Government must reject GM spud trials / Interesting comments on GM spud trials (23/8/2006)


Friends of the Earth Press Release
Immediate release: Wednesday 23 August 2006

The Government should reject plans to grow experimental trials of GM potatoes at two locations in England, Friends of the Earth said today. The environmental campaign group warned that if the trials went ahead they could contaminate the food chain.

Genetically modified (GM) potatoes could be grown experimentally in the UK as early as 2007. Biotech company BASF has announced today (Wednesday) that it is applying to conduct two field trials of the GM potatoes in Derbyshire and Cambridge.

BASF was granted permission to trial the GM blight-resistant potatoes in Ireland earlier this year, but after strong public opposition and strict conditions were imposed by Ireland's Environmental Protection Agency, BASF abandoned the trials [1].

It has recently been disclosed that experimental field trials of GM rice in the USA have contaminated food supplies, which could have been exported all over the world [2].

Friends of the Earth is concerned that any GM potatoes left in the ground after the experiment could contaminate future crops, and strict rules would be needed to ensure that the GM potatoes cannot enter the food chain.

The UK Government is currently holding a public consultation to determine what rules will be needed to grow GM crops commercially in England [3]. It is not proposing any separation distances for potatoes and any measures to prevent GM contamination will be left to a voluntary code of practice. Friends of the Earth is urging people to respond to the Government's consultation at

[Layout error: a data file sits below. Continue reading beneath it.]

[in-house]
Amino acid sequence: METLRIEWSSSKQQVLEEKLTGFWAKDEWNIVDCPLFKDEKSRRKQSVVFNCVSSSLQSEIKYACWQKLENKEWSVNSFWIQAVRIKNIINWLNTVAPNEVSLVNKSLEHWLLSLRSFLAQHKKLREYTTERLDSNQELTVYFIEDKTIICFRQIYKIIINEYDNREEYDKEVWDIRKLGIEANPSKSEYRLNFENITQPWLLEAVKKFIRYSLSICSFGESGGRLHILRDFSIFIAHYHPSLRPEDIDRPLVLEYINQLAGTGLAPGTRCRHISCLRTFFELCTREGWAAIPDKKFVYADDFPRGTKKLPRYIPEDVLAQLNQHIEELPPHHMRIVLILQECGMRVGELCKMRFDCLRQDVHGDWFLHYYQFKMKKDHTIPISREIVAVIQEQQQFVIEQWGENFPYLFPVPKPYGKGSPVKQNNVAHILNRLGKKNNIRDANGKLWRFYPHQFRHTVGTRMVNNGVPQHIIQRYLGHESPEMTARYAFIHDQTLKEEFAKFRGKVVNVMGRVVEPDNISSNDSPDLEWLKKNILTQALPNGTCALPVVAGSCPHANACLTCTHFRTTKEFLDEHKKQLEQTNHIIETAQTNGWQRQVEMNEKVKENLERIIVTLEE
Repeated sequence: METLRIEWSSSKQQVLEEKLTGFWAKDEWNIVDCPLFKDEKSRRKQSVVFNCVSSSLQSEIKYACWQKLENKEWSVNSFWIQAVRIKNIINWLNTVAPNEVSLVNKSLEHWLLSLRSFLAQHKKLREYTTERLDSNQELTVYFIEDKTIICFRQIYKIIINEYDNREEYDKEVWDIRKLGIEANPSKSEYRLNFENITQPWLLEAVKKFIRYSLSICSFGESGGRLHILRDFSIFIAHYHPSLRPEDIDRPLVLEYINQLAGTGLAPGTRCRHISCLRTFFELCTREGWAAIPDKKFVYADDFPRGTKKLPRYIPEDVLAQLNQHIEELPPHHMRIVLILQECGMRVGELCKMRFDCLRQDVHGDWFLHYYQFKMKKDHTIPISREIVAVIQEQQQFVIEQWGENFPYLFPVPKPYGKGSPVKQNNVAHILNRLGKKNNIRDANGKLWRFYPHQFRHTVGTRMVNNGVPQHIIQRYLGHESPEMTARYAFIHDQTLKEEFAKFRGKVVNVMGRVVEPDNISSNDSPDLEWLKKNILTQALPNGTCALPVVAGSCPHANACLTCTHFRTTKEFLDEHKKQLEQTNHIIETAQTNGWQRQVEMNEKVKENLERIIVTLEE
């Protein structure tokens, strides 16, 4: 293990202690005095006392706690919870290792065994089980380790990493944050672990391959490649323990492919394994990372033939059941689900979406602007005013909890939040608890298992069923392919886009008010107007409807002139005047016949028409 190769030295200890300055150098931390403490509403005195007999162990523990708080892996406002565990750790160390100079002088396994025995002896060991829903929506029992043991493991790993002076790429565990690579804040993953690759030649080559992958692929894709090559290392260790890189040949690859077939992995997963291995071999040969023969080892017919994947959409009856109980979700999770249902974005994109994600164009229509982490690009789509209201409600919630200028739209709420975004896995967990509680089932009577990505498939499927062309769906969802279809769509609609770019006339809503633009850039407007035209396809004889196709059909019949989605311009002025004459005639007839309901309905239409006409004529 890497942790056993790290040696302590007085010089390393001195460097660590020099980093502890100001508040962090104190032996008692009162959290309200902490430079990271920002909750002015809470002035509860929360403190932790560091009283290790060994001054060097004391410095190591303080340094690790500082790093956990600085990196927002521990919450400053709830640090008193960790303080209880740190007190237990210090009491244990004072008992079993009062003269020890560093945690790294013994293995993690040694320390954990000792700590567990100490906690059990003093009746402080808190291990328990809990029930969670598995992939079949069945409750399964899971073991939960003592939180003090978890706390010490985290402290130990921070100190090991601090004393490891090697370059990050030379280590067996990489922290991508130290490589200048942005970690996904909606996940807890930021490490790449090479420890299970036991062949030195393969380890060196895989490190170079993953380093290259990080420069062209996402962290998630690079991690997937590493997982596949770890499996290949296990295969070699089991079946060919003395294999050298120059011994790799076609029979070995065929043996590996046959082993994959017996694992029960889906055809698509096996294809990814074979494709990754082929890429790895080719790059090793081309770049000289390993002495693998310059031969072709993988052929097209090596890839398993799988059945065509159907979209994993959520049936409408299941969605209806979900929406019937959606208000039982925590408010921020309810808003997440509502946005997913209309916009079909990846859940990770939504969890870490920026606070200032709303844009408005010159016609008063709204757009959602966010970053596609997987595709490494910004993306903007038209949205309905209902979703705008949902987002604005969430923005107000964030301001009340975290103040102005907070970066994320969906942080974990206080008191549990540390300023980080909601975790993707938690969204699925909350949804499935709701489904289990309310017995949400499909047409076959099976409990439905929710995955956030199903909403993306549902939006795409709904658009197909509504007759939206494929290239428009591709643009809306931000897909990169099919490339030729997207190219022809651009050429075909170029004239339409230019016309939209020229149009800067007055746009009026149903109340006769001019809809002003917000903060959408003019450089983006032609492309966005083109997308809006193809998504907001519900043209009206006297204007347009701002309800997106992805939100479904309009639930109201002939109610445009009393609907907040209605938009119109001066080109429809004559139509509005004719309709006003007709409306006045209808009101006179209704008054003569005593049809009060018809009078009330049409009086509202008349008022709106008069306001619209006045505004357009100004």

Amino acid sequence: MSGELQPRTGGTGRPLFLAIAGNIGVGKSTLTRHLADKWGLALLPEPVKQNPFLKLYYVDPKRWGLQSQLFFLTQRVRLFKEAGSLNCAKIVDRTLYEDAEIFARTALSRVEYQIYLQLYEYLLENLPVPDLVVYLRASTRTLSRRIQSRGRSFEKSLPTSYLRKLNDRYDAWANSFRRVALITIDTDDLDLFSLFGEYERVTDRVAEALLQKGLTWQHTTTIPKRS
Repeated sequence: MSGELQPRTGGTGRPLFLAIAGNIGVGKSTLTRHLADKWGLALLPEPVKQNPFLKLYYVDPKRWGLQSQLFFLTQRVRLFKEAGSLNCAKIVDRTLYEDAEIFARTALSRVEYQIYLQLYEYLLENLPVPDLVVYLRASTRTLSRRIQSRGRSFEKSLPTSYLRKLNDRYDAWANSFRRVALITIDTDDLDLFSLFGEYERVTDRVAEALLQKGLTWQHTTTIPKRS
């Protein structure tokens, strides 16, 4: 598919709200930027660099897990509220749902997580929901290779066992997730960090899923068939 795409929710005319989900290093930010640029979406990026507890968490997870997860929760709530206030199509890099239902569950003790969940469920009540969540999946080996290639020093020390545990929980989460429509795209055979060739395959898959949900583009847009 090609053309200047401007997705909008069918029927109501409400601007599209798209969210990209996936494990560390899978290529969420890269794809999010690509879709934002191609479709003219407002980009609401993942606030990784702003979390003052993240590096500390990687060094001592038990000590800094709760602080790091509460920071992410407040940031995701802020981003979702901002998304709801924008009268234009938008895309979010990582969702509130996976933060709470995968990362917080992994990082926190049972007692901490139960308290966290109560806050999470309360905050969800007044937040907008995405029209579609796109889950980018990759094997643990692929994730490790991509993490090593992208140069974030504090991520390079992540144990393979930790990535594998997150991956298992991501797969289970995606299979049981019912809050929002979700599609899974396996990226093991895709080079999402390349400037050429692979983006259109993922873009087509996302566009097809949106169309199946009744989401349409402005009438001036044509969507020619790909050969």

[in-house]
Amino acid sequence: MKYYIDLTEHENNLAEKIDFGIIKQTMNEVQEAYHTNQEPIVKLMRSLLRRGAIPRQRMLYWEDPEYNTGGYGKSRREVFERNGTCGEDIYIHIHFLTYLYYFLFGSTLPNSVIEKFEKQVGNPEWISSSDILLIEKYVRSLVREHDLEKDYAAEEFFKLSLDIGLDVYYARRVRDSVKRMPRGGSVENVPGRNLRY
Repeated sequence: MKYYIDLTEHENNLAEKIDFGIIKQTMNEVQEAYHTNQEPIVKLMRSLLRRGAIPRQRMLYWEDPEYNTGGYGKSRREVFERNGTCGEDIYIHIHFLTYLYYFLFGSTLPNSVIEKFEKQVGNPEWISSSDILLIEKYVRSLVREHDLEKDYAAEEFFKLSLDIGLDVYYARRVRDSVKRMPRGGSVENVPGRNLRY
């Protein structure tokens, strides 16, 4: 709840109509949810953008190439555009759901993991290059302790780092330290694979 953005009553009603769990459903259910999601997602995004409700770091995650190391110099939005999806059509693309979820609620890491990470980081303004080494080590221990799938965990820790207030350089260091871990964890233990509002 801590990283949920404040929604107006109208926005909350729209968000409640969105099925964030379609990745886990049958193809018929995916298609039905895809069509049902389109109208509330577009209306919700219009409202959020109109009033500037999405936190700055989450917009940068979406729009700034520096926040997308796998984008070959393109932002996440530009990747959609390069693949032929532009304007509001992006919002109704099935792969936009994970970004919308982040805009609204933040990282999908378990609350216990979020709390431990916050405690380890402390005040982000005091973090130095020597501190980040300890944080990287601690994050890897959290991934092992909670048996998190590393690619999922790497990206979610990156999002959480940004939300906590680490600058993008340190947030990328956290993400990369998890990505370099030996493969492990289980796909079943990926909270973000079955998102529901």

Friends of the Earth's GM Campaigner Liz Wright said:

"Consumers in the UK and Europe have made it clear that they do not want to eat GM food. Rather than wasting money on GM crops that will have no market in Europe, the industry should be looking for more sustainable ways to solve problems in farming."

"The US rice contamination scandal, where an experimental crop not approved for human consumption was able to contaminate food supplies, shows that the biotech industry cannot be trusted to keep their experimental GM crops out of our food. The Government must reject this application and prevent any GM crops from being grown in the UK until it can guarantee that they won't contaminate our food, farming and environment."

There will be an opportunity for public comment when the application is considered by the Government.






[email protected]

I note that the application is to 'conduct two field trials of GM potatoes, modified with genes to resist late blight, the fungus that devastated Ireland's potato crop in the famine of the 1840s.' So clearly the Irish would be wholeheartedly in favour of such a project??

NOT SO... according to what happened earlier this year(below) and on the GM Free Ireland website:

It actually beggars belief that having been drummed out of Ireland, BASF has the temerity to try it in the UK... and as for:

'The application represents a testing of the water by multinational biotechnology companies'

perhaps they might find the water rather hot...

From: Robt Mann [email protected]

"Potatoes are sprayed about 15 times a season to protect them against late blight. GM potatoes would need spraying only a couple of times"